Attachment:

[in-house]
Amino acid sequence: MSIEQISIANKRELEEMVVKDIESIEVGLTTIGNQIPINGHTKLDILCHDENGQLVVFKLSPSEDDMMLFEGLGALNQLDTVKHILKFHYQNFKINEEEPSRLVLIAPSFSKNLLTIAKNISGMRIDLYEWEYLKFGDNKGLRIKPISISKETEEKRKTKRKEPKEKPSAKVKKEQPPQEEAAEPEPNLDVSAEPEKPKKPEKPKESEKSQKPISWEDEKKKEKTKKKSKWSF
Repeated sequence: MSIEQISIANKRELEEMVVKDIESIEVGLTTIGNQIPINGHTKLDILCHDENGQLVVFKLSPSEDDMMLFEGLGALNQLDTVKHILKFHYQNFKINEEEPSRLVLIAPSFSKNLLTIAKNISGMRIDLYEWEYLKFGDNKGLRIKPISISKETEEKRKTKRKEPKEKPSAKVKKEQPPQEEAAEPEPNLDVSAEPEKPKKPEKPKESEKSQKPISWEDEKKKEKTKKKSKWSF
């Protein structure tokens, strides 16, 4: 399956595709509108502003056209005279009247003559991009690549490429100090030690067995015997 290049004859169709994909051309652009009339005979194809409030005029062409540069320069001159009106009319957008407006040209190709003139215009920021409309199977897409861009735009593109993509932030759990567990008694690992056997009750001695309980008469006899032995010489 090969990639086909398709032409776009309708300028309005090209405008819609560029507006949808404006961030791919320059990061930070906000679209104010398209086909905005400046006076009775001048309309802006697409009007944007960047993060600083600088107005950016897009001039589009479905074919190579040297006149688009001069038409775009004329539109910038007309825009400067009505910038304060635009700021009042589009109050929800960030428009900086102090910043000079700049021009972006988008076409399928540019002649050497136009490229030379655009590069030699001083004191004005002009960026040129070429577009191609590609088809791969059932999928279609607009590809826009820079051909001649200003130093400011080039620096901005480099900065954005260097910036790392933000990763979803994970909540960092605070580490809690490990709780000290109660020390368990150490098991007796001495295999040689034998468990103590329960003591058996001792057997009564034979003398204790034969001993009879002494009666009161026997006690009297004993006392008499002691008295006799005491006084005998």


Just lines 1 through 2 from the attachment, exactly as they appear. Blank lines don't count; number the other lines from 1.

[in-house]
Amino acid sequence: MSIEQISIANKRELEEMVVKDIESIEVGLTTIGNQIPINGHTKLDILCHDENGQLVVFKLSPSEDDMMLFEGLGALNQLDTVKHILKFHYQNFKINEEEPSRLVLIAPSFSKNLLTIAKNISGMRIDLYEWEYLKFGDNKGLRIKPISISKETEEKRKTKRKEPKEKPSAKVKKEQPPQEEAAEPEPNLDVSAEPEKPKKPEKPKESEKSQKPISWEDEKKKEKTKKKSKWSF